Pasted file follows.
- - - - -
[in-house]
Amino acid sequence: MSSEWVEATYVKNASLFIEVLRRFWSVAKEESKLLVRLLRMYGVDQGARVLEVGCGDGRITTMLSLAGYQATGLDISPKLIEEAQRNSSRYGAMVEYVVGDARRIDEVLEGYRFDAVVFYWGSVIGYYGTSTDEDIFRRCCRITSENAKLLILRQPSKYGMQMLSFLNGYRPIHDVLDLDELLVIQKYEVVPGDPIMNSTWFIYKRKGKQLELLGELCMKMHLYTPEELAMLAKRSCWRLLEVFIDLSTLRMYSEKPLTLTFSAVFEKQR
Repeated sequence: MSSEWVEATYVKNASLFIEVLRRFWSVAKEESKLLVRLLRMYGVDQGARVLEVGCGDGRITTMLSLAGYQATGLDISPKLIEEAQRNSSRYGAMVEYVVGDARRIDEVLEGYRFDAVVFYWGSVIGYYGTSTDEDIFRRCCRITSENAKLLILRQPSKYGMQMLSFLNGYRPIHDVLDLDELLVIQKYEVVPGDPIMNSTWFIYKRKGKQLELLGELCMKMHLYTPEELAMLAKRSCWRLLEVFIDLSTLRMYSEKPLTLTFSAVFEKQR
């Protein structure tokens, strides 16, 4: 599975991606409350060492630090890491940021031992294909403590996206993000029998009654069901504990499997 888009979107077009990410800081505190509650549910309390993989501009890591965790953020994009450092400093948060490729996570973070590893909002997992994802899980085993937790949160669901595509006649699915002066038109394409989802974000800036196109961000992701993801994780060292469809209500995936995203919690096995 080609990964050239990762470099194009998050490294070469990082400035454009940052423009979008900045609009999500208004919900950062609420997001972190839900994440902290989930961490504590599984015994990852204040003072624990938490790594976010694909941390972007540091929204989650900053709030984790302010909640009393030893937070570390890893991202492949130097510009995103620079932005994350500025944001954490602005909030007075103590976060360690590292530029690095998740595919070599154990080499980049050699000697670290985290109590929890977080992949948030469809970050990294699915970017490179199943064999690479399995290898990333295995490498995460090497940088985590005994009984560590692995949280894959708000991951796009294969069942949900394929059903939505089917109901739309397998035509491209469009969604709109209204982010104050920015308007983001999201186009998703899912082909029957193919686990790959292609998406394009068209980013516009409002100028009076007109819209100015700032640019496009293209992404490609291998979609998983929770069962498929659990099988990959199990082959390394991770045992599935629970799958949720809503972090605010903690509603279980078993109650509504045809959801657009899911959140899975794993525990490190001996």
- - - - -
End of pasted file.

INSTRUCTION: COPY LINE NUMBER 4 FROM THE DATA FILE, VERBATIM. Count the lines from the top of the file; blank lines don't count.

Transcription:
């Protein structure tokens, strides 16, 4: 599975991606409350060492630090890491940021031992294909403590996206993000029998009654069901504990499997 888009979107077009990410800081505190509650549910309390993989501009890591965790953020994009450092400093948060490729996570973070590893909002997992994802899980085993937790949160669901595509006649699915002066038109394409989802974000800036196109961000992701993801994780060292469809209500995936995203919690096995 080609990964050239990762470099194009998050490294070469990082400035454009940052423009979008900045609009999500208004919900950062609420997001972190839900994440902290989930961490504590599984015994990852204040003072624990938490790594976010694909941390972007540091929204989650900053709030984790302010909640009393030893937070570390890893991202492949130097510009995103620079932005994350500025944001954490602005909030007075103590976060360690590292530029690095998740595919070599154990080499980049050699000697670290985290109590929890977080992949948030469809970050990294699915970017490179199943064999690479399995290898990333295995490498995460090497940088985590005994009984560590692995949280894959708000991951796009294969069942949900394929059903939505089917109901739309397998035509491209469009969604709109209204982010104050920015308007983001999201186009998703899912082909029957193919686990790959292609998406394009068209980013516009409002100028009076007109819209100015700032640019496009293209992404490609291998979609998983929770069962498929659990099988990959199990082959390394991770045992599935629970799958949720809503972090605010903690509603279980078993109650509504045809959801657009899911959140899975794993525990490190001996």